The High-Level Panel met for the first time in February 1998. "The Panel agreed at that time to acknowledge covert operations in Italy, the Philippines, and Indonesia," according to minutes of a June 1998 meeting of the Historical Advisory Committee.

The second Panel meeting was to consider acknowledging covert operations in "Iran, Guyana, and two issues relating to Pakistan."

A third Panel meeting was contemplated, according to the June 1998 meeting minutes, to address "issues relating to the Dominican Republic, Thailand, and Israel/Jordan, and Greece."

Past Declassification Promises Went Unfulfilled

Simple acknowledgment of covert actions does not reliably translate into the release of actual documents. CIA officials in particular have made a practice of promising more than they ever seem to deliver. In 1992, Director of Central Intelligence Robert M. Gates announced plans to declassify covert actions concerning the Bay of Pigs operation, the 1954 Guatemala coup, the 1953 overthrow of Mossadegh in Iran, and operations in the Dominican Republic and the Congo. Significant releases did occur in connection with the first two, but the others have languished.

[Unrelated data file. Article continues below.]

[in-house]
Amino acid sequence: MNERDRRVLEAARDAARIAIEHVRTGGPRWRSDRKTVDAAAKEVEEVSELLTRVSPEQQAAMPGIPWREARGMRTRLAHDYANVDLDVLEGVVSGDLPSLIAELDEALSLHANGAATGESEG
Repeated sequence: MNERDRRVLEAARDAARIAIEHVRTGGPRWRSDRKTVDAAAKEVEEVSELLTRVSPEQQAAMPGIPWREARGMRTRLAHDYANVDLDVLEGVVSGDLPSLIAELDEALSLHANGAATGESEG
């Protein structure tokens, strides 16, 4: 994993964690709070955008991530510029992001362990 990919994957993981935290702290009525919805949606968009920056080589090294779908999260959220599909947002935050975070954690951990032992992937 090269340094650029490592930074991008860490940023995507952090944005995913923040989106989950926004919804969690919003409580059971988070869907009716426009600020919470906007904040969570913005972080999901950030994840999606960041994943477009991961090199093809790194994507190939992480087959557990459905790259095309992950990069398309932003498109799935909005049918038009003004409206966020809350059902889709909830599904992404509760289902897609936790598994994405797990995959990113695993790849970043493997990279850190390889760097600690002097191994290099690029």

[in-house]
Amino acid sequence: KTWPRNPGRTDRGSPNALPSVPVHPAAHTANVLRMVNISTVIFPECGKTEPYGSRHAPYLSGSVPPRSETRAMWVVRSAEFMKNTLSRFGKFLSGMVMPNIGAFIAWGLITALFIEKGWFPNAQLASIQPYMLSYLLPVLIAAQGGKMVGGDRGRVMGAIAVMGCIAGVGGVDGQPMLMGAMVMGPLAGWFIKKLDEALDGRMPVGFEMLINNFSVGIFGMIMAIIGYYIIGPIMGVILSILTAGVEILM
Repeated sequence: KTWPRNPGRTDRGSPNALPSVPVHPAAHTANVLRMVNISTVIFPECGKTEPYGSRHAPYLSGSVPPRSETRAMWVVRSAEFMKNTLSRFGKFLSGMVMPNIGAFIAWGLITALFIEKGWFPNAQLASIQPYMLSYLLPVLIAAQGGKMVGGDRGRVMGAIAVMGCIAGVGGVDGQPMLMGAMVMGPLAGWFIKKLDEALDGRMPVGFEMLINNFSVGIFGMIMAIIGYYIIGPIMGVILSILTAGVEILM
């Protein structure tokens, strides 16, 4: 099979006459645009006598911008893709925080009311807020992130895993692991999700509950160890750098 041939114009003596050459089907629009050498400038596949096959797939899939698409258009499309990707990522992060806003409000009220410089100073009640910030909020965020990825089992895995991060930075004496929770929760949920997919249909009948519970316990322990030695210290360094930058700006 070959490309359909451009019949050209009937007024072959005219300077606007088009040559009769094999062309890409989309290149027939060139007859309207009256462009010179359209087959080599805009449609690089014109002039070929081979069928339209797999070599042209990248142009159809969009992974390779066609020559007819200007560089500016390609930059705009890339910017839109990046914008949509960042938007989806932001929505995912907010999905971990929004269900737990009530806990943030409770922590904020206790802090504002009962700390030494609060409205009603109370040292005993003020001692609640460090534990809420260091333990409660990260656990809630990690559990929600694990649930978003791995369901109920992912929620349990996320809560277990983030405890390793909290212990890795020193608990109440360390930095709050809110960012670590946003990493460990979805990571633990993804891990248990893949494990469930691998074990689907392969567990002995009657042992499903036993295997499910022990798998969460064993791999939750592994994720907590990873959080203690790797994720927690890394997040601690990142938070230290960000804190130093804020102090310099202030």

In 1993, DCI R. James Woolsey further directed the declassification of "activities in support of democracy in France and Italy in the 1940s and 1950s; support to anti-Sukarno rebels in Indonesia in 1958; support to Tibetan guerrillas in the 1950s and early 1960s; operations against North Korea during the Korean War; and operations in Laos in the 1960s." No progress at all has been reported on these.